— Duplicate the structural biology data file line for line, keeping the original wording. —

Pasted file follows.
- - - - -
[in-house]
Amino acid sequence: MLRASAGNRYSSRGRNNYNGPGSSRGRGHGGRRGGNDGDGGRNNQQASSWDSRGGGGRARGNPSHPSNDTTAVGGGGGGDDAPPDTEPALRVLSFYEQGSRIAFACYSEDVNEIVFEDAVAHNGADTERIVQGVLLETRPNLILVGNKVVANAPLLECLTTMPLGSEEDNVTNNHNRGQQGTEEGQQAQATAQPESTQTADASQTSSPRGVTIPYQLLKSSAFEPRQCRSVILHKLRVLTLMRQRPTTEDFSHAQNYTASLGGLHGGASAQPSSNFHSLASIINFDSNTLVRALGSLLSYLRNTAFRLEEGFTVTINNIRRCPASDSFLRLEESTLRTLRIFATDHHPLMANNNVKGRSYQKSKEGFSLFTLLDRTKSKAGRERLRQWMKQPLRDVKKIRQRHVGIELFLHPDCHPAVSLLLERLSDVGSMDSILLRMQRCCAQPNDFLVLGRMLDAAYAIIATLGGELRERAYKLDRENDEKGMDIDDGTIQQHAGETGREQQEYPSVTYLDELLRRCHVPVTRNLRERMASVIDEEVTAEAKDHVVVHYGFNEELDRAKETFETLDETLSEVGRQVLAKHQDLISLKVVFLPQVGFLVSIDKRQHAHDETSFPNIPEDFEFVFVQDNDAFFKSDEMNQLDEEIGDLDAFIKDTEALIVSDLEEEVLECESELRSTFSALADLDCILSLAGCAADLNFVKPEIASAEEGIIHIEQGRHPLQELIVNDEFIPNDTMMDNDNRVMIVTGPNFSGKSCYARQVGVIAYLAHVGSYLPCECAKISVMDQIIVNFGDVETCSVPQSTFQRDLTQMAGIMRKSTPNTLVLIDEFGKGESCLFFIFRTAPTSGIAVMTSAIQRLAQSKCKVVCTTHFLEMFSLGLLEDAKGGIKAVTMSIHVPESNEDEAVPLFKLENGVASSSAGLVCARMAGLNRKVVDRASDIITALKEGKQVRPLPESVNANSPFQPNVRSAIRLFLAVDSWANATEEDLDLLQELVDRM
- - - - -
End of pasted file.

[in-house]
Amino acid sequence: MLRASAGNRYSSRGRNNYNGPGSSRGRGHGGRRGGNDGDGGRNNQQASSWDSRGGGGRARGNPSHPSNDTTAVGGGGGGDDAPPDTEPALRVLSFYEQGSRIAFACYSEDVNEIVFEDAVAHNGADTERIVQGVLLETRPNLILVGNKVVANAPLLECLTTMPLGSEEDNVTNNHNRGQQGTEEGQQAQATAQPESTQTADASQTSSPRGVTIPYQLLKSSAFEPRQCRSVILHKLRVLTLMRQRPTTEDFSHAQNYTASLGGLHGGASAQPSSNFHSLASIINFDSNTLVRALGSLLSYLRNTAFRLEEGFTVTINNIRRCPASDSFLRLEESTLRTLRIFATDHHPLMANNNVKGRSYQKSKEGFSLFTLLDRTKSKAGRERLRQWMKQPLRDVKKIRQRHVGIELFLHPDCHPAVSLLLERLSDVGSMDSILLRMQRCCAQPNDFLVLGRMLDAAYAIIATLGGELRERAYKLDRENDEKGMDIDDGTIQQHAGETGREQQEYPSVTYLDELLRRCHVPVTRNLRERMASVIDEEVTAEAKDHVVVHYGFNEELDRAKETFETLDETLSEVGRQVLAKHQDLISLKVVFLPQVGFLVSIDKRQHAHDETSFPNIPEDFEFVFVQDNDAFFKSDEMNQLDEEIGDLDAFIKDTEALIVSDLEEEVLECESELRSTFSALADLDCILSLAGCAADLNFVKPEIASAEEGIIHIEQGRHPLQELIVNDEFIPNDTMMDNDNRVMIVTGPNFSGKSCYARQVGVIAYLAHVGSYLPCECAKISVMDQIIVNFGDVETCSVPQSTFQRDLTQMAGIMRKSTPNTLVLIDEFGKGESCLFFIFRTAPTSGIAVMTSAIQRLAQSKCKVVCTTHFLEMFSLGLLEDAKGGIKAVTMSIHVPESNEDEAVPLFKLENGVASSSAGLVCARMAGLNRKVVDRASDIITALKEGKQVRPLPESVNANSPFQPNVRSAIRLFLAVDSWANATEEDLDLLQELVDRM